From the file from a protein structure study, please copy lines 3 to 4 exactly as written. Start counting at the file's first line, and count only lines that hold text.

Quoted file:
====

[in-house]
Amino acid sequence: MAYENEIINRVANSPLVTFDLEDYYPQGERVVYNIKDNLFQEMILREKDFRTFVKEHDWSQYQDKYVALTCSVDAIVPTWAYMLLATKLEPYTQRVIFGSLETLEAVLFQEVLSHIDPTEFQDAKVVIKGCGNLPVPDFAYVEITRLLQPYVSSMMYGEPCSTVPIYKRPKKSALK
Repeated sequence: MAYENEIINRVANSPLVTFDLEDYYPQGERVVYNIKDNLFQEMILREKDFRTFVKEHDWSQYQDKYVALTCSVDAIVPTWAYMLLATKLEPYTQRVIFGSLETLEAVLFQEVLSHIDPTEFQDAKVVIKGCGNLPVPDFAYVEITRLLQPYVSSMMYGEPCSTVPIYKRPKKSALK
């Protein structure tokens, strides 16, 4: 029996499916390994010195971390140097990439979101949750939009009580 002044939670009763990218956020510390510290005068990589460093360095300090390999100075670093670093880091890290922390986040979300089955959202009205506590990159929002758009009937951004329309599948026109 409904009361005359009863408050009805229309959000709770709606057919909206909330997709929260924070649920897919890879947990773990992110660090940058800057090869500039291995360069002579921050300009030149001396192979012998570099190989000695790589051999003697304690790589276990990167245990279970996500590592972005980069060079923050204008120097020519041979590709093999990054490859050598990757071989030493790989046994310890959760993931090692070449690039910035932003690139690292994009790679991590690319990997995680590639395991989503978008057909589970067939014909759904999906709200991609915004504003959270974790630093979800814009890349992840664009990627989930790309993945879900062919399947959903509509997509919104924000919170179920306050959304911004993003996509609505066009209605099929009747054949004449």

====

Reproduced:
Repeated sequence: MAYENEIINRVANSPLVTFDLEDYYPQGERVVYNIKDNLFQEMILREKDFRTFVKEHDWSQYQDKYVALTCSVDAIVPTWAYMLLATKLEPYTQRVIFGSLETLEAVLFQEVLSHIDPTEFQDAKVVIKGCGNLPVPDFAYVEITRLLQPYVSSMMYGEPCSTVPIYKRPKKSALK
């Protein structure tokens, strides 16, 4: 029996499916390994010195971390140097990439979101949750939009009580 002044939670009763990218956020510390510290005068990589460093360095300090390999100075670093670093880091890290922390986040979300089955959202009205506590990159929002758009009937951004329309599948026109 409904009361005359009863408050009805229309959000709770709606057919909206909330997709929260924070649920897919890879947990773990992110660090940058800057090869500039291995360069002579921050300009030149001396192979012998570099190989000695790589051999003697304690790589276990990167245990279970996500590592972005980069060079923050204008120097020519041979590709093999990054490859050598990757071989030493790989046994310890959760993931090692070449690039910035932003690139690292994009790679991590690319990997995680590639395991989503978008057909589970067939014909759904999906709200991609915004504003959270974790630093979800814009890349992840664009990627989930790309993945879900062919399947959903509509997509919104924000919170179920306050959304911004993003996509609505066009209605099929009747054949004449």